Jenne' Andrews is an American poet. She has three published chapbooks including the recent Blackbirds Dance in the Empire of Love, Finishing Line Press 2013.

A full-length collection, Reunion, Lynx House Press, was published in 1983; after a long hiatus to raise Golden Retrievers in Colorado, recent work has appeared in The Passionate Transitory, Belletrist Coterie, The Adirondack Review and Vox Populi, a journal of culture, politics and poetry published and edited by the august Michael Simms.

A bilingual collection of "Italiana," Bocca, Voce, Delirio, with translations by Lorenzo Luciani, will be released by Finishing Line at the end of 2016 and her latest collection, And Now, the Road, a finalist for the Autumn House prize in 2014, will be released by Salmon Poetry Ltd, Ireland, a highly regarded international house, Jessie Lendennie, Publisher, circa 2017.

Andrews holds the MFA in Creative Writing/Poetry from Colorado State University, is a literary fellow of the National Endowment for the Arts, and was full-time Poet in Residence for the St. Paul Schools from '74-78. She lived in St. Paul from 1971-78 during the first wave of the Twin Cities literary renaissance, and spent the summer of 1973 in Reggio Calabria, Italy.

The poet lives in northern Colorado's Poudre River Valley with her husband, fiction writer Jack Brooks; the couple has recently imported two British Golden Retrievers and expects a litter in June-- see the Ardorgold website for details. Contact: jenneandrews2010@gmail.com .

Monday, August 15, 2011

New Poem for Magpie Tales Monday and Beyond....

Photo by Tess Kincaid, Magpie Tales poetry meme. 


I could not do other than to rescue
The little house in the barrio
Built a century ago, leaning crookedly
Against a willow
The old dried red chiles had gone pale
So that I hung a new ristra there
And put a vase of red roses from the market
On the chipped gate-legged table

Someone had left behind
Little hands played here, made mud pies
To the trill of the meadowlark
Little grimy faced children
Calling to each other in Spanish

In that migration of the poor, one month only
in a rain-parched year
Where the sugar beets pulled easily
From the loam
Then the work drying up
Family on the run from hunger.

Even so a tattered and torn
Comforter in one room
Hung over a window
Until I came with my dreams and paint
To whitewash where late tears of rain

Had left a hieroglyphic of lack
on the old walls.
Down came the curtains
Heavy with dust
I wanted a swan-bright whiteness
Everywhere I looked

And I worked in the heat
In my compulsion to purify…
To make new, this work
Of a woman’s hands
Even a woman alone
Weaving a nest for herself

And then a Sunday morning
Bitter espresso, real cream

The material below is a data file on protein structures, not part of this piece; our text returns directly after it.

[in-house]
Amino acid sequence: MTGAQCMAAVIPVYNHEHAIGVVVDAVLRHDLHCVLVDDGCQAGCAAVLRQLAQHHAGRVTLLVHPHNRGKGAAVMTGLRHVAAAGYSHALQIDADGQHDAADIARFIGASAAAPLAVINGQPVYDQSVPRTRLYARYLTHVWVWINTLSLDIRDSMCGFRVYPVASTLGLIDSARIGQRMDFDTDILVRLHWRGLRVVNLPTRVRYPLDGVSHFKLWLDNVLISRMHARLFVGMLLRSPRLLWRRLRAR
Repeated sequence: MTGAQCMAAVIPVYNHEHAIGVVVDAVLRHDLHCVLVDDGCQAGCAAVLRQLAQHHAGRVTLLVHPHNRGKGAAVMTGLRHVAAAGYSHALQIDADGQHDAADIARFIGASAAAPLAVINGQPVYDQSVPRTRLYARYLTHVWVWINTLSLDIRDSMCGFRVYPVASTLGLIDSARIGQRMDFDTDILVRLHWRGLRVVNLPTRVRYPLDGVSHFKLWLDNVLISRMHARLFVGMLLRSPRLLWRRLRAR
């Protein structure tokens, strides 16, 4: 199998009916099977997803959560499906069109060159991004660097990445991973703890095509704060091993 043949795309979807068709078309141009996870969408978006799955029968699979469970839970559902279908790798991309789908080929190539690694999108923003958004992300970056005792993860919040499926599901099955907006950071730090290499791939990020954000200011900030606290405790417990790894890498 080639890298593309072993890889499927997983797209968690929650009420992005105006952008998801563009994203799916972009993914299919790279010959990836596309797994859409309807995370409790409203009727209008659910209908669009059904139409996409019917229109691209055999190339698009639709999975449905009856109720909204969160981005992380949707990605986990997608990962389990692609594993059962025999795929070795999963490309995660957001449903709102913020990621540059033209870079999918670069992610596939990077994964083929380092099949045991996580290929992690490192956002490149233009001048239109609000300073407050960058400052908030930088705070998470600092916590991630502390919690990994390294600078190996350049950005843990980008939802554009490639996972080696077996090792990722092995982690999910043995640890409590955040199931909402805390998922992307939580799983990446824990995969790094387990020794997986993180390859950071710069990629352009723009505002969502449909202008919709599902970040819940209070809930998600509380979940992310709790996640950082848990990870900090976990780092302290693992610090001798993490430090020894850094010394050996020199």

From the grocery on the corner
And against the new white walls
I hung the paintings of red poppies

My landscapes with their green and blue
Depths of field
A lily like a jester’s hat
Thick rich pigment
Of mountains and a flaring
Tangerine sky

And then the chaff went out back
My paint cans, my roller,
I had come home once more
To self whispering to self
This is where we must rest,
Where we will dream.

copyright Jenne' R. Andrews jenneandrews2010@gmail.com


the green breaker said...

I like the subtlety of the connections that you made with the colors.

Mystic_Mom said...

Bella! Bella! I love this, I can hear it, see it and smell it...even loving the poppy paintings! Just wonderful Jenne!

erin said...

how we carry about ourselves, our greater selves, and impress them upon the world. here - i am, my skirt and i, and our paint palette. how you will become me as i beat within these walls.


signed...bkm said...

the migration of workers and all they leave behind, I live around many in the central valley of CA...they come and they go..making home where they can, then gone as the season is gone ..and those that remain take rest...bkm

Maureen said...

Wonderful take on that photo prompt.

Some outstanding images throughout; my favorite may be "A lily like a jester's hat". The narrative is punctuated with rich visuals that make the reader stop and collect herself - "tears of rain // Had left a hieroglyphic of lack / on the old walls" is one; " this work / Of a woman's hands/ Even a woman along/ Weaving a nest for herself" is another. Both the choice and combination of details produce an affecting poem.

Mama Zen said...

"And I worked in the heat
In my compulsion to purify…
To make new, this work
Of a woman’s hands
Even a woman alone
Weaving a nest for herself"

Beautiful. I think every woman has felt this way at one time or another.

Brian Miller said...

some nice textures to this jenne...the memories left behind and in the end coming home yourself...nice.

jen revved said...

Thank you each for your wonderful comments-- xxxj

Tumblewords: said...

Beautiful imagery, colored with heart and filled with soul. Love this.

Ann Grenier said...

Gorgeous poem Jen. Such a pleasure to be right there watching, drinking in the whiteness and the rich color, the poverty and pain of the previous tenants and your vision for renewal of the old place. I always look forward to your work with high anticipation.

Steve Isaak said...

Love this - excellent word picturing.

Trellissimo said...

I'm all for restful dreams...

Rosemary Nissen-Wade said...

I think this is magnificent. I love the way you take me right into the poem and the experiences recounted, as if I'd been standing beside you.

Lucy Westenra said...

I think this is about the best I've read so far this week. All's to say about it is in the comments already here. Thank you for an inspiring poem.

Erratic Thoughts said...

This is very nicely put, love the way you have weaved words...
Nice imagination of would have been and what changes you have done...I liked it!:)